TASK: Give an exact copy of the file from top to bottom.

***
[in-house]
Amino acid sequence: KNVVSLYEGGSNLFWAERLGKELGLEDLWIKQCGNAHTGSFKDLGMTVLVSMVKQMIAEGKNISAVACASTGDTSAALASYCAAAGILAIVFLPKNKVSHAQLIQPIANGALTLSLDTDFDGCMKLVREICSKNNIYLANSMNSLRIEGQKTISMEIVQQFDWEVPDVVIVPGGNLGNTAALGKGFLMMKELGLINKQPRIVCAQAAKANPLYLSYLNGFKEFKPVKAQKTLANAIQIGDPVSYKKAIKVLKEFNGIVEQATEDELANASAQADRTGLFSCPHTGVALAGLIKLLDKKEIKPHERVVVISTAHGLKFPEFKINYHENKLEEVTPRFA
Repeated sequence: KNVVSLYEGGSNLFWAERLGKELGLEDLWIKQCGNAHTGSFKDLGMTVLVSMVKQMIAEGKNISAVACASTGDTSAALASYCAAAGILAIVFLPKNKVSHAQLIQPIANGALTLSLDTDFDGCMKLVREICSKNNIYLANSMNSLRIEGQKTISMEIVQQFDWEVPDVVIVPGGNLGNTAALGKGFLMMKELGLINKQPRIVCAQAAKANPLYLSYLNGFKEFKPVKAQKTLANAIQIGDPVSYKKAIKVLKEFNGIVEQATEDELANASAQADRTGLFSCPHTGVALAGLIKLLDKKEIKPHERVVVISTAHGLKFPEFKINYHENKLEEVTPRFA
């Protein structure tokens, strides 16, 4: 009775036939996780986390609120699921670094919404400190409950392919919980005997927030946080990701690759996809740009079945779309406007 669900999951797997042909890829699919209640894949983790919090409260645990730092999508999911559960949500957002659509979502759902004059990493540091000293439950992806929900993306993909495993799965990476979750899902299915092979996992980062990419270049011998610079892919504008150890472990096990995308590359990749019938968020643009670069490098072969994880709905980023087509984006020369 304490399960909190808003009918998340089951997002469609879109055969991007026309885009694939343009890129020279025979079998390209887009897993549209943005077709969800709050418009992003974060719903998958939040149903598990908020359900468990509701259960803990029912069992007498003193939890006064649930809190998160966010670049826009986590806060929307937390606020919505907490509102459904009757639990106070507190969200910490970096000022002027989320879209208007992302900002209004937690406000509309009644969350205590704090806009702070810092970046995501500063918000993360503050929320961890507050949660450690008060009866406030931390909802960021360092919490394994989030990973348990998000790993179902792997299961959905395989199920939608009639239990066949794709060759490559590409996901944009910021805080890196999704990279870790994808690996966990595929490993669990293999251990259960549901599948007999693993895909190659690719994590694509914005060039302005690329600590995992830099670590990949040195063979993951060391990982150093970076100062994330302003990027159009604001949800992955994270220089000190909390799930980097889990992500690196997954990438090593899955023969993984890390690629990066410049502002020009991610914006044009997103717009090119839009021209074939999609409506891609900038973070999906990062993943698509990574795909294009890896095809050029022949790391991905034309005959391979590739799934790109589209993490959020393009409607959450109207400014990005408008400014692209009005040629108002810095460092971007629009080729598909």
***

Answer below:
[in-house]
Amino acid sequence: KNVVSLYEGGSNLFWAERLGKELGLEDLWIKQCGNAHTGSFKDLGMTVLVSMVKQMIAEGKNISAVACASTGDTSAALASYCAAAGILAIVFLPKNKVSHAQLIQPIANGALTLSLDTDFDGCMKLVREICSKNNIYLANSMNSLRIEGQKTISMEIVQQFDWEVPDVVIVPGGNLGNTAALGKGFLMMKELGLINKQPRIVCAQAAKANPLYLSYLNGFKEFKPVKAQKTLANAIQIGDPVSYKKAIKVLKEFNGIVEQATEDELANASAQADRTGLFSCPHTGVALAGLIKLLDKKEIKPHERVVVISTAHGLKFPEFKINYHENKLEEVTPRFA
Repeated sequence: KNVVSLYEGGSNLFWAERLGKELGLEDLWIKQCGNAHTGSFKDLGMTVLVSMVKQMIAEGKNISAVACASTGDTSAALASYCAAAGILAIVFLPKNKVSHAQLIQPIANGALTLSLDTDFDGCMKLVREICSKNNIYLANSMNSLRIEGQKTISMEIVQQFDWEVPDVVIVPGGNLGNTAALGKGFLMMKELGLINKQPRIVCAQAAKANPLYLSYLNGFKEFKPVKAQKTLANAIQIGDPVSYKKAIKVLKEFNGIVEQATEDELANASAQADRTGLFSCPHTGVALAGLIKLLDKKEIKPHERVVVISTAHGLKFPEFKINYHENKLEEVTPRFA
């Protein structure tokens, strides 16, 4: 009775036939996780986390609120699921670094919404400190409950392919919980005997927030946080990701690759996809740009079945779309406007 669900999951797997042909890829699919209640894949983790919090409260645990730092999508999911559960949500957002659509979502759902004059990493540091000293439950992806929900993306993909495993799965990476979750899902299915092979996992980062990419270049011998610079892919504008150890472990096990995308590359990749019938968020643009670069490098072969994880709905980023087509984006020369 304490399960909190808003009918998340089951997002469609879109055969991007026309885009694939343009890129020279025979079998390209887009897993549209943005077709969800709050418009992003974060719903998958939040149903598990908020359900468990509701259960803990029912069992007498003193939890006064649930809190998160966010670049826009986590806060929307937390606020919505907490509102459904009757639990106070507190969200910490970096000022002027989320879209208007992302900002209004937690406000509309009644969350205590704090806009702070810092970046995501500063918000993360503050929320961890507050949660450690008060009866406030931390909802960021360092919490394994989030990973348990998000790993179902792997299961959905395989199920939608009639239990066949794709060759490559590409996901944009910021805080890196999704990279870790994808690996966990595929490993669990293999251990259960549901599948007999693993895909190659690719994590694509914005060039302005690329600590995992830099670590990949040195063979993951060391990982150093970076100062994330302003990027159009604001949800992955994270220089000190909390799930980097889990992500690196997954990438090593899955023969993984890390690629990066410049502002020009991610914006044009997103717009090119839009021209074939999609409506891609900038973070999906990062993943698509990574795909294009890896095809050029022949790391991905034309005959391979590739799934790109589209993490959020393009409607959450109207400014990005408008400014692209009005040629108002810095460092971007629009080729598909």